To make my previous blog’s point clearer, I do a role-pay. I play both customer and salesperson.
Customer: “So Steve, how much is it?”
Steve: “Well John the price of this bike is only $19,550 and that’s a lot of bike for the money.”
I stop the role-play there and then explain that when I am doing seminars I ask the salespeople attending why they should say, “only” in front of the price? The audience normally says that it makes the price seem lower. I reply, “Nope, it doesn’t.”
I don’t care if I go back to 1972 when I sold my first bike, a Trail Hopper Suzuki for $295.00. When I said “only” in front of the price, the customer grimaced a bit and said, “Yea, right, only.
At this point of the seminar I take my cup of coffee and start spraying it around the room and letting it splash on the hotel meeting room carpet. The class normally gets a shocked look on their faces and start chuckling. I ask them what that is. I can count on hearing things like “pretty weird” and “strange,” but finally someone says, “It’s coffee on the carpet.” Then I say, “No. It’s ‘only’ coffee on the carpet.”
I ask, “Do you know why it is ‘only’ coffee on the carpet? … because it is not my carpet. I would never dump coffee on purpose on my own carpet.”
The point is whenever salespeople are talking about the customers’ money, be it the price of the bike, down payment, monthly payments or during the negotiation stage, they must say ‘only’, or ‘just’ before saying the money amount.
To make my point totally understandable I tell the class a made-up story. I tell them about a friend and myself playing tennis. After we get finished playing we go to my house to get a cool drink. Unfortunately, the only cool drink I had was a small amount of milk — only enough for one person.
I am a caring, sharing kind of guy so I tell my friend that I will share the milk with him. As I poor the milk in the glass I explain that I will drink the first half of it and then he can finish it off.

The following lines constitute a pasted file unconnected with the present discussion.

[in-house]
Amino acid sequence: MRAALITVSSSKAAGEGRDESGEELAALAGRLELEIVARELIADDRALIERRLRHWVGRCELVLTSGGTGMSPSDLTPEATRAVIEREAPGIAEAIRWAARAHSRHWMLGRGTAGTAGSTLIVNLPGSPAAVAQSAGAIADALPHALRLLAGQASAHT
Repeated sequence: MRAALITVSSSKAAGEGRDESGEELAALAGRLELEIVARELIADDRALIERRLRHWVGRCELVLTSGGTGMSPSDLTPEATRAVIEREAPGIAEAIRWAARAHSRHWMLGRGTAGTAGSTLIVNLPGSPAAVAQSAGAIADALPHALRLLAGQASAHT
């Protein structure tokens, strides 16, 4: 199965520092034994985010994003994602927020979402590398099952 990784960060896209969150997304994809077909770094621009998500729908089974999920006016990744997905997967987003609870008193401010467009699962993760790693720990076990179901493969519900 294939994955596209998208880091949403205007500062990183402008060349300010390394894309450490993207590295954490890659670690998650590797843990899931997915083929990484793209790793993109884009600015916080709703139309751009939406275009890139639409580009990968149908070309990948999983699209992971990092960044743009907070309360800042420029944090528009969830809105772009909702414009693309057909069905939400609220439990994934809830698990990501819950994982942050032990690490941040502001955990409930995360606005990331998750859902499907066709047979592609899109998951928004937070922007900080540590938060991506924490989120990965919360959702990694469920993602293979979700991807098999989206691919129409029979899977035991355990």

I pick up a cup of water that represents the milk and take my first sip. However, I did not notice the condition of the milk while I was pouring into the glass. I instantly spit out the water while making a sour face. I cough, spit and gag. I then hold out the cup out towards the class and ask them if they would take a drink to see what they think of it.
The people in class start chuckling and say there is no way that they would take a drink after seeing my sour face. I then say that I am going to pour the milk down the drain. My friend agrees. As I walk to the sink and get out of sight of my friend, I drink the rest of the milk that was fresh, cool and delicious.
My point to the story to the class is: Did my sour milk face have anything to do with the class thinking the milk was a good or bad deal?
The milk was a good deal, but my sour face made it seem like a bad deal to my friend. I doubt very much that he would take the drink. I also doubt that a customer would buy a motorcycle if the money were talked about with a sour face.
This is the 23rd part in a series of blogs about hiring new salespeople. To read the previous blogs in this series, click here.
Steve Lemco is the youngest brother of the late Ed Lemco and has been doing sales training and hiring for motorcycle dealers since 1983. He is the author of three sales books, the new “Training and Hiring New Salespeople,” “Motorcycle Sales Made Easy” and “You Gotta-Wanna.” Steve has trained in every state in the U.S., as well as England, France, Australia and New Zealand. Steve incorporates motivational boards and games along with his training and hiring because he believes the best way to get the job done is to make it fun.
I think you are doing your customers a great disservice by this approach. Saying "only" or "just" makes the amount in question seem trivial. Most people I know work hard for their money. I go the other way, let them know that I know it's a substantial sum, but this is the value they get for their money. Your approach was the status quo in the 70's thru the 90's, but times have thankfully changed. Customers have been underestimated far too long.